Wikileaks founder Julian Assange today appeared for a short hearing in Belmarsh Magistrates’ Court, as hackers from the group Anonymous prepared to protest in his favour.
At the 10-minute extradition hearing, the judge adjourned his case until next month. Assange is wanted by Swedish authorities over several alleged sexual offences, which he claims are politically motivated following Wikileaks’ release of sensitive cables from US diplomats.
Following the hearing, Assange’s lawyer Geoffrey Robertson QC said the defence was ready to fight his extradition, at the next hearing on 7 and 8 February, the BBC reported.
The news comes as Anonymous said it would hold protest gatherings around the world, on 15 January, in support of Assange. “Join us on January 15th for the first in a series of global protests in defense of WikiLeaks and freedom of expression,” it said. “Stand with us to defend your freedoms.”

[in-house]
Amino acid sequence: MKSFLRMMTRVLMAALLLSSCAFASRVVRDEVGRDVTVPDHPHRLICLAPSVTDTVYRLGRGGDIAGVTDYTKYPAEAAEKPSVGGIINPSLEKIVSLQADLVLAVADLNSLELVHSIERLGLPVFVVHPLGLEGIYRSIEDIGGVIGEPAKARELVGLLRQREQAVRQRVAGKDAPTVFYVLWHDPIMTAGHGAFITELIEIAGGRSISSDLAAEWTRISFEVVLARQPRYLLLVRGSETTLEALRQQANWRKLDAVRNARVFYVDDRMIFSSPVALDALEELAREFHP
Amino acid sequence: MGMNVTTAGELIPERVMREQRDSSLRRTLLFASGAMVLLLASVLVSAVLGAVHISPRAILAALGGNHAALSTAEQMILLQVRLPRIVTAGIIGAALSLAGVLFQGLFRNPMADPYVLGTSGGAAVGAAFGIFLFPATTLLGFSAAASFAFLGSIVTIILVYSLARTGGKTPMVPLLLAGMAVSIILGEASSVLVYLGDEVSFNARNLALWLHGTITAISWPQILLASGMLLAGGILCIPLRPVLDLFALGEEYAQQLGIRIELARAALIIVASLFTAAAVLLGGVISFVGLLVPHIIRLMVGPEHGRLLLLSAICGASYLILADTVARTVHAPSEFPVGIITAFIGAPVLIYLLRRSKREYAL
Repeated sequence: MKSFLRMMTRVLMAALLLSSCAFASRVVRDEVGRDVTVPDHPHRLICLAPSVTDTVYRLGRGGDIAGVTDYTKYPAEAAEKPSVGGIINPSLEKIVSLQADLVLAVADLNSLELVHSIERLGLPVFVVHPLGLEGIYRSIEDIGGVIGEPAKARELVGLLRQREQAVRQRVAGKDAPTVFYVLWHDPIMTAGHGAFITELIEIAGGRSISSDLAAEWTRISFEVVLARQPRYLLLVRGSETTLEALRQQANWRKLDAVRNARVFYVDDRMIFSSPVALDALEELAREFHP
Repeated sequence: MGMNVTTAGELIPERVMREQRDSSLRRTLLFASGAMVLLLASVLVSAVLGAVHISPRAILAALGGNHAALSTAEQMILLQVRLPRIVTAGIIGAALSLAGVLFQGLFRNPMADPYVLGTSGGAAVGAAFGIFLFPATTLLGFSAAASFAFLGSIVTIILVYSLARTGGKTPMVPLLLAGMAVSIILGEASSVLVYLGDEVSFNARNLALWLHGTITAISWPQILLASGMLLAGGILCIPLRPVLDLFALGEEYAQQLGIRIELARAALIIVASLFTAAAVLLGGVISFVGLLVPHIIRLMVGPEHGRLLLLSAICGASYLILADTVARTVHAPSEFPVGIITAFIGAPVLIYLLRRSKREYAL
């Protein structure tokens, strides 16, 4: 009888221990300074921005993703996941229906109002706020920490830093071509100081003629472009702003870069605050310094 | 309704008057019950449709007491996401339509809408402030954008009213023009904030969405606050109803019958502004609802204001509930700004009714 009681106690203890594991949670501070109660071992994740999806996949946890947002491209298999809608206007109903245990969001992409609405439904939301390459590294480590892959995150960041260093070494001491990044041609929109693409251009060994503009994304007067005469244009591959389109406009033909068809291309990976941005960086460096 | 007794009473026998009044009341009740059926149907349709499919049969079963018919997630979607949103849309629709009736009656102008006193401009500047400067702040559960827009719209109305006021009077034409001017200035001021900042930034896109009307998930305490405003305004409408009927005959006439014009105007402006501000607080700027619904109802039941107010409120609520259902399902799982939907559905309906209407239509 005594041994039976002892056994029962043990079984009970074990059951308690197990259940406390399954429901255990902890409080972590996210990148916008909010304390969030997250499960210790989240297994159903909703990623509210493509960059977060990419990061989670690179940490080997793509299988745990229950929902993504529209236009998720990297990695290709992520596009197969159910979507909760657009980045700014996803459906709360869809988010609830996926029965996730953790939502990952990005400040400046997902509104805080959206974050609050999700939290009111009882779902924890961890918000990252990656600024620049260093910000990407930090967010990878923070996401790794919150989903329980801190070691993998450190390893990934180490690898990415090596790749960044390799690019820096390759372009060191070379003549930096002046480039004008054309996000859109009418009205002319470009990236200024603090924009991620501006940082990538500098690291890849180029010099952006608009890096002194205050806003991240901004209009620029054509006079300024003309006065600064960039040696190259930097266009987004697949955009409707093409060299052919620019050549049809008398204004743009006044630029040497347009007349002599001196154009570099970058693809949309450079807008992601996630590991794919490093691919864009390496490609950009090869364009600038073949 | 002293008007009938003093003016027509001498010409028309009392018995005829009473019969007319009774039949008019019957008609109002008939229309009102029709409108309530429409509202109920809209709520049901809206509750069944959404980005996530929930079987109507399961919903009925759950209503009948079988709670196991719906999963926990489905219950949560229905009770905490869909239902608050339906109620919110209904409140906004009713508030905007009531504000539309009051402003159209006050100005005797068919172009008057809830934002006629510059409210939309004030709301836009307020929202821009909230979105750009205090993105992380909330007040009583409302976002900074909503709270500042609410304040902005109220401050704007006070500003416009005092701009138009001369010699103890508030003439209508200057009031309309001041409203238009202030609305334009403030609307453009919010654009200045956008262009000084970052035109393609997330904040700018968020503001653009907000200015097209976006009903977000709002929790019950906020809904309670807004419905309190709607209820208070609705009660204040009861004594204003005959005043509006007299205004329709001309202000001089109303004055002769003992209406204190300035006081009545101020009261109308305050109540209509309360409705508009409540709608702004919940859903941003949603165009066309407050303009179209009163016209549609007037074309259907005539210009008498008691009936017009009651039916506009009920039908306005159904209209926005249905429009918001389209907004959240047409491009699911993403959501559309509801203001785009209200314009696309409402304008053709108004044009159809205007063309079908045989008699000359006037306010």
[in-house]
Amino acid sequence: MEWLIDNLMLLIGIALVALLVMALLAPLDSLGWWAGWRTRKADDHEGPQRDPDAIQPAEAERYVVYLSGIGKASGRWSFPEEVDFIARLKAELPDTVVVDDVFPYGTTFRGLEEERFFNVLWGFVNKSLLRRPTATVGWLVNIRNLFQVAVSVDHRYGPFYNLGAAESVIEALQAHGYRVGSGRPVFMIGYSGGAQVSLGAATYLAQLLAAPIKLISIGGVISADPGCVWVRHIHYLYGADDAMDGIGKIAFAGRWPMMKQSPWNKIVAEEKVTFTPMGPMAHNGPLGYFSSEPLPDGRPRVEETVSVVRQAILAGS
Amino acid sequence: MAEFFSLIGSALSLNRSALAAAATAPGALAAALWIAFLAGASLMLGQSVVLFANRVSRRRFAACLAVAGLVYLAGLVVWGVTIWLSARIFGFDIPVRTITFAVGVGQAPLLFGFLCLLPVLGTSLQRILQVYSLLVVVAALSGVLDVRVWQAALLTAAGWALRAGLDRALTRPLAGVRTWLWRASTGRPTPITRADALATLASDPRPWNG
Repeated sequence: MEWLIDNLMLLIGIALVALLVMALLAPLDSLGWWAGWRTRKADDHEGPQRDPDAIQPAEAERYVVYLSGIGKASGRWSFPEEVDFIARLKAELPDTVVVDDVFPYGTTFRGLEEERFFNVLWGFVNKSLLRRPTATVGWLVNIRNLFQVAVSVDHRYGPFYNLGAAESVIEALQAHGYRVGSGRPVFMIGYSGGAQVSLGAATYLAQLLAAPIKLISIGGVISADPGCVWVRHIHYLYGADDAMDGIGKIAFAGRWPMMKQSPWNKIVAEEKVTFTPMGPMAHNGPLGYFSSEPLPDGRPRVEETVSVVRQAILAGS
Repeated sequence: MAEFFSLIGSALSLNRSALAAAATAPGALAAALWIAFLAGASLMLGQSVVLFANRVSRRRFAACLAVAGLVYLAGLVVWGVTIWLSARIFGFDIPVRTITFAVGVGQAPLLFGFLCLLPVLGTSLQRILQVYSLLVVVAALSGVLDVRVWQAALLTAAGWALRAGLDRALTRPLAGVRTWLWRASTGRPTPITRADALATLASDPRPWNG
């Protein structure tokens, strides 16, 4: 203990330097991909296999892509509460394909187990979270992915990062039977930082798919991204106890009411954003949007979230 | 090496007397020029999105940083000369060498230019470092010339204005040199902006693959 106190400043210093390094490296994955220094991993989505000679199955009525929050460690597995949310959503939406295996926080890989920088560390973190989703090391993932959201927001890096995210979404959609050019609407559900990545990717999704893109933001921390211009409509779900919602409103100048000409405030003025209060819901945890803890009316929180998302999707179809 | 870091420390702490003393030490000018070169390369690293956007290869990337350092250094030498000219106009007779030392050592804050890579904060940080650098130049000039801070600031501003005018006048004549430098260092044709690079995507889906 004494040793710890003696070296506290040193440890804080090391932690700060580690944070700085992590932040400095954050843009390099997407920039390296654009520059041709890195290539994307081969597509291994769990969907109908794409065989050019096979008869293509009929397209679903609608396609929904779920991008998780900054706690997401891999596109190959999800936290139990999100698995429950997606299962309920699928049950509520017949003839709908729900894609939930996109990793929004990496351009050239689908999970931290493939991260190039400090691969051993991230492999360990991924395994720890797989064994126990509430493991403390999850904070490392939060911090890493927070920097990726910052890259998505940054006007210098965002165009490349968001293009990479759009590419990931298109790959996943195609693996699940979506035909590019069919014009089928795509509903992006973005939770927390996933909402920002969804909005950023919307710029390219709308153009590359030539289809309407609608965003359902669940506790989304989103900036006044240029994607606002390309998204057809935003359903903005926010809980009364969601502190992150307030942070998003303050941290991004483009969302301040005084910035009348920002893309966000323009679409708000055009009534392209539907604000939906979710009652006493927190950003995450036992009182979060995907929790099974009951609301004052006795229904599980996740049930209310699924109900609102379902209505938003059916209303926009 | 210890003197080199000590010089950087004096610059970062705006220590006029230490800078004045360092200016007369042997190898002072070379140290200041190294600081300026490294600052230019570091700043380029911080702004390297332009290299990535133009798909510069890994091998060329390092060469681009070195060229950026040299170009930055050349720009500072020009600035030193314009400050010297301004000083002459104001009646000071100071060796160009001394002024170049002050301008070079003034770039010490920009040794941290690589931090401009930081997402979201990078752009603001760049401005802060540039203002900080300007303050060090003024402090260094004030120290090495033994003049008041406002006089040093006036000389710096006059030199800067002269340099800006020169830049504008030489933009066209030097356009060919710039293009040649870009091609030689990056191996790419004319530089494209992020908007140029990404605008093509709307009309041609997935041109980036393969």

Outside court today, Assange insisted that Wikileaks’ work would continue “unabated”, with more cables due to be released.
Assange’s lawyers have posted an outline of his defence on their website. They claim that extradition could breach the European Convention of Human Rights, by potentially leading to his extradition to the US where he could face the “death penalty”.
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